Benefits

Workplace Deaths Spike Despite Safety Upgrades

By Rita Pyrillis

Jun. 22, 2016

Workplace deaths and injuries are on the rise, having reached their highest levels since 2008, despite dramatic improvements in worker-safety practices over the past few decades.

According to a recent study by the National Safety Council, a nonprofit organization that promotes health and safety, 4,132 workers died of unintentional injuries in the workplace in 2014, up 6 percent from the previous year, reflecting the largest spike in 20 years, according to safety expert John Dony.

“Forty years ago, we had lots of people dying from doing very dangerous work, but we realized that we need to put people in harnesses when they’re working on tall buildings, and we need to develop a system for reporting accidents,” said Dony, director of the Campbell Institute, the research arm of the National Safety Council. “We still have a good story to tell around workplace safety in the United States, but the fact that we’ve had a long history of maturity and improvement and yet we are seeing an increase in deaths and injuries is troubling.”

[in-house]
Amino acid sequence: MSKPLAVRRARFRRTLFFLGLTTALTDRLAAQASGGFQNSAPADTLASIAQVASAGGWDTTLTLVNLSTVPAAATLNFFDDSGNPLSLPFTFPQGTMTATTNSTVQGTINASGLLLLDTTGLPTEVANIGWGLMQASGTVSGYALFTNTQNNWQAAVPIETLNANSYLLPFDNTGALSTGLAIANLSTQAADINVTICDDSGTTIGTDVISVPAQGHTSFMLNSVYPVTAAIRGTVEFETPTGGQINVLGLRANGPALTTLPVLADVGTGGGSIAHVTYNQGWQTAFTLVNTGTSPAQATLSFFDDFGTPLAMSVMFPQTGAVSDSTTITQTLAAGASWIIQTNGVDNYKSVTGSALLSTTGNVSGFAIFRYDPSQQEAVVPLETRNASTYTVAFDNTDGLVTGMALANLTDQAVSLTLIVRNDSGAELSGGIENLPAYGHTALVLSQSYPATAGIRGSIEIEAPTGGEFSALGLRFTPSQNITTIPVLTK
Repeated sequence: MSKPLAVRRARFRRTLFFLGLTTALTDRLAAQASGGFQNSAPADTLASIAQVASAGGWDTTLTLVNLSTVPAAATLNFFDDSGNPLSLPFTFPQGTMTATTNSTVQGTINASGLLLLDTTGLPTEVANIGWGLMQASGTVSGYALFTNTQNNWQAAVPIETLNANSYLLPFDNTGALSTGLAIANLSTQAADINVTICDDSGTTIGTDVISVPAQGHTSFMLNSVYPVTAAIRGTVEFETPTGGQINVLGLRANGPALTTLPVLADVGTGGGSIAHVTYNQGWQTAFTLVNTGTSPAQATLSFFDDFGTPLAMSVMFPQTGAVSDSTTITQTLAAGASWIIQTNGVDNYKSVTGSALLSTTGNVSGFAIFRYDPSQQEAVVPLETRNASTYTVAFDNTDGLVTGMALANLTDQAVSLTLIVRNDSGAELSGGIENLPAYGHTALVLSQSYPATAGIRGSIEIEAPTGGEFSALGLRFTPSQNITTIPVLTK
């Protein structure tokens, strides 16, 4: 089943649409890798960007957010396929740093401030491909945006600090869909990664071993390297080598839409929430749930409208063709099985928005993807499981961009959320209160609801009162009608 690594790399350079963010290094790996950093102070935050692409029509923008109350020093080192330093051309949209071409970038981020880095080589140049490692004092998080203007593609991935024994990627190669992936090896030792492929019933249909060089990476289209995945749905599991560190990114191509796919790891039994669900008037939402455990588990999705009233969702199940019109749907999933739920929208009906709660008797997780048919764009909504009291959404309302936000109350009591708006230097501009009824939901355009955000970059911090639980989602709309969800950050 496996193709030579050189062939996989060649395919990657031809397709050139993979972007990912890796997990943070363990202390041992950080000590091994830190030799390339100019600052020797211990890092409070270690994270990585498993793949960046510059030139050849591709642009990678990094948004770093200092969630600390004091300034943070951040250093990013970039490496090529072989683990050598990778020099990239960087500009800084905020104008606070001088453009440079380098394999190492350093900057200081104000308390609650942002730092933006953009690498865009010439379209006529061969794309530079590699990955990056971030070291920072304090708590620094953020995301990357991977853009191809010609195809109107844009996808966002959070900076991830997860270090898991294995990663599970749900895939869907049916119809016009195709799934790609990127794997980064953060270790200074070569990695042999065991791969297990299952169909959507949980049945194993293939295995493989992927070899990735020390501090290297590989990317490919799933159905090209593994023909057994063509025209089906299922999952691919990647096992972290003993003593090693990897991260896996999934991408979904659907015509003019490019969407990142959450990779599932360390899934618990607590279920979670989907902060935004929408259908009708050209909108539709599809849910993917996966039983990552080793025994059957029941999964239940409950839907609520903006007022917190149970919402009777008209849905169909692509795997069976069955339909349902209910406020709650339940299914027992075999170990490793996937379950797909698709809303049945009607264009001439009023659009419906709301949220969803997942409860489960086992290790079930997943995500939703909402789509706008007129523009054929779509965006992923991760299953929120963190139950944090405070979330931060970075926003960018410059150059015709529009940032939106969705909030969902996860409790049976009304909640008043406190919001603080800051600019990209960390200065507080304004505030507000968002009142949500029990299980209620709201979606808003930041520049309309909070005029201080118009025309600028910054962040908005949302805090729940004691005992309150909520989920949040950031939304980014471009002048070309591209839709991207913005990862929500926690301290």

According to the council’s report, which is based on federal data, certain industries have seen a sharper rise in unintentional injuries such as falls, motor vehicle accidents, machinery accidents and exposure to harmful substances.

For employers, this can mean higher workers’ compensation costs and more indirect consequences like lost productivity, higher training costs to replace injured workers, lower employee morale and greater absenteeism. According to a 2016 study by the Liberty Mutual Research Institute for Safety, U.S. businesses spend about $1 billion a week in workers’ compensation costs for the worst occupational injuries. These include overexertion because of lifting, pulling or throwing, falling, being struck by an object and roadway accidents.

Older workers are being killed or injured in greater numbers.

According to the U.S. Bureau of Labor Statistics, there were 1,691 fatalities among workers 55 and older — a 4 percent increase over 2013. A recent report by Washington state’s department of labor found that more than half of workplace deaths in 2015 involved people over 50.

An aging workforce is likely one factor contributing to the increase in workplace deaths and injuries, Dony said, adding that it’s not clear if physical limitations associated with aging are to blame.

Whatever the reasons, employers need to do a better job of making their workplaces safer, he said.

Rita Pyrillis is a writer based in the Chicago area. Comment below or email editors@workforce.com. Follow Workforce on Twitter at @workforcenews.

Rita Pyrillis is a writer based in the Chicago area.

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